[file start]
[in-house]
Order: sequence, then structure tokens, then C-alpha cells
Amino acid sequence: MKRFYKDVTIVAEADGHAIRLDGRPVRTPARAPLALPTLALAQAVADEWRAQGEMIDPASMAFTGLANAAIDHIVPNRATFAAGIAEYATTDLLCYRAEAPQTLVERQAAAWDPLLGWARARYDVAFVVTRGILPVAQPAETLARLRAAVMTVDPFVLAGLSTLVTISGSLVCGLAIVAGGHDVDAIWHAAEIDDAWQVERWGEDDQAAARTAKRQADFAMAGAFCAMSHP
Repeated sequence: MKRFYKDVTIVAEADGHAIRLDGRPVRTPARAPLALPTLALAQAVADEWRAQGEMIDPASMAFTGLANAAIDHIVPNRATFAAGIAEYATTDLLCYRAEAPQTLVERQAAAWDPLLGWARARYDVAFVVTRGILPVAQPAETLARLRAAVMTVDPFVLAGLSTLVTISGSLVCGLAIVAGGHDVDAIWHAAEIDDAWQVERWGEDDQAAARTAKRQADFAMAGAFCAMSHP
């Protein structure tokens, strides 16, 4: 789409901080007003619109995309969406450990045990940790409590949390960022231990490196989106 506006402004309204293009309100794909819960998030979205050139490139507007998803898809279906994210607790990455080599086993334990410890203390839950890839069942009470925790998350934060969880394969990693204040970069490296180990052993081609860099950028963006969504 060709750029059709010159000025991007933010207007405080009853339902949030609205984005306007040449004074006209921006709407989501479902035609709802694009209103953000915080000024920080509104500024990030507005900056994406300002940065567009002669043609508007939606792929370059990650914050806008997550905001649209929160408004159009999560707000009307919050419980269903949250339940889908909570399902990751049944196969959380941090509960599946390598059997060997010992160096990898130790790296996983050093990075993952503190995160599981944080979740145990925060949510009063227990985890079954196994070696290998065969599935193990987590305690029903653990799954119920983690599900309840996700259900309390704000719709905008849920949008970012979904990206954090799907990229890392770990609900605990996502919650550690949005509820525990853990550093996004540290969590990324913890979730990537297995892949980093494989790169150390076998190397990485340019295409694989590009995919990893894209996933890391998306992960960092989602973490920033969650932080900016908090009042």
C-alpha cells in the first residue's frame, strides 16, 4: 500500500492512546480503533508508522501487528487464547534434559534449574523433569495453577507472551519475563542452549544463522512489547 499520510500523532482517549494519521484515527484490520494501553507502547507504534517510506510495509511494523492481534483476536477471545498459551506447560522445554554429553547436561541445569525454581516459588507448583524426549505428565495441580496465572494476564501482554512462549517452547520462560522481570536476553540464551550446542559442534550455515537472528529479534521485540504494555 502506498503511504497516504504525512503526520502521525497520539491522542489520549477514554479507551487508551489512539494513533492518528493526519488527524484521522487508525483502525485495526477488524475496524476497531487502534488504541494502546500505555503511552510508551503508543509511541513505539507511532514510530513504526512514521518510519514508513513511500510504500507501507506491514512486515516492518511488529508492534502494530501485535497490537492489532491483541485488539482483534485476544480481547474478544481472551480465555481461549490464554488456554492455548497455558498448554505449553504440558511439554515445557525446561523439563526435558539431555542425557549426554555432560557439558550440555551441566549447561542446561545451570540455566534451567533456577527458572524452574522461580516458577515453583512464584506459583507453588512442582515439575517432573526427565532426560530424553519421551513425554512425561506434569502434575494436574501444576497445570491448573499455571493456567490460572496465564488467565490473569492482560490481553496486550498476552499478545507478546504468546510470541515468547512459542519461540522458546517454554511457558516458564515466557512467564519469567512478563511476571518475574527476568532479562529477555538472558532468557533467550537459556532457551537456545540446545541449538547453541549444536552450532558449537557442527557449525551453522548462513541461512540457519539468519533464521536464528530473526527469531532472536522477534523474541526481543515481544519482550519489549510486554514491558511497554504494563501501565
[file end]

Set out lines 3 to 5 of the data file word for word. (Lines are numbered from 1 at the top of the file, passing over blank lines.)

Amino acid sequence: MKRFYKDVTIVAEADGHAIRLDGRPVRTPARAPLALPTLALAQAVADEWRAQGEMIDPASMAFTGLANAAIDHIVPNRATFAAGIAEYATTDLLCYRAEAPQTLVERQAAAWDPLLGWARARYDVAFVVTRGILPVAQPAETLARLRAAVMTVDPFVLAGLSTLVTISGSLVCGLAIVAGGHDVDAIWHAAEIDDAWQVERWGEDDQAAARTAKRQADFAMAGAFCAMSHP
Repeated sequence: MKRFYKDVTIVAEADGHAIRLDGRPVRTPARAPLALPTLALAQAVADEWRAQGEMIDPASMAFTGLANAAIDHIVPNRATFAAGIAEYATTDLLCYRAEAPQTLVERQAAAWDPLLGWARARYDVAFVVTRGILPVAQPAETLARLRAAVMTVDPFVLAGLSTLVTISGSLVCGLAIVAGGHDVDAIWHAAEIDDAWQVERWGEDDQAAARTAKRQADFAMAGAFCAMSHP
């Protein structure tokens, strides 16, 4: 789409901080007003619109995309969406450990045990940790409590949390960022231990490196989106 506006402004309204293009309100794909819960998030979205050139490139507007998803898809279906994210607790990455080599086993334990410890203390839950890839069942009470925790998350934060969880394969990693204040970069490296180990052993081609860099950028963006969504 060709750029059709010159000025991007933010207007405080009853339902949030609205984005306007040449004074006209921006709407989501479902035609709802694009209103953000915080000024920080509104500024990030507005900056994406300002940065567009002669043609508007939606792929370059990650914050806008997550905001649209929160408004159009999560707000009307919050419980269903949250339940889908909570399902990751049944196969959380941090509960599946390598059997060997010992160096990898130790790296996983050093990075993952503190995160599981944080979740145990925060949510009063227990985890079954196994070696290998065969599935193990987590305690029903653990799954119920983690599900309840996700259900309390704000719709905008849920949008970012979904990206954090799907990229890392770990609900605990996502919650550690949005509820525990853990550093996004540290969590990324913890979730990537297995892949980093494989790169150390076998190397990485340019295409694989590009995919990893894209996933890391998306992960960092989602973490920033969650932080900016908090009042």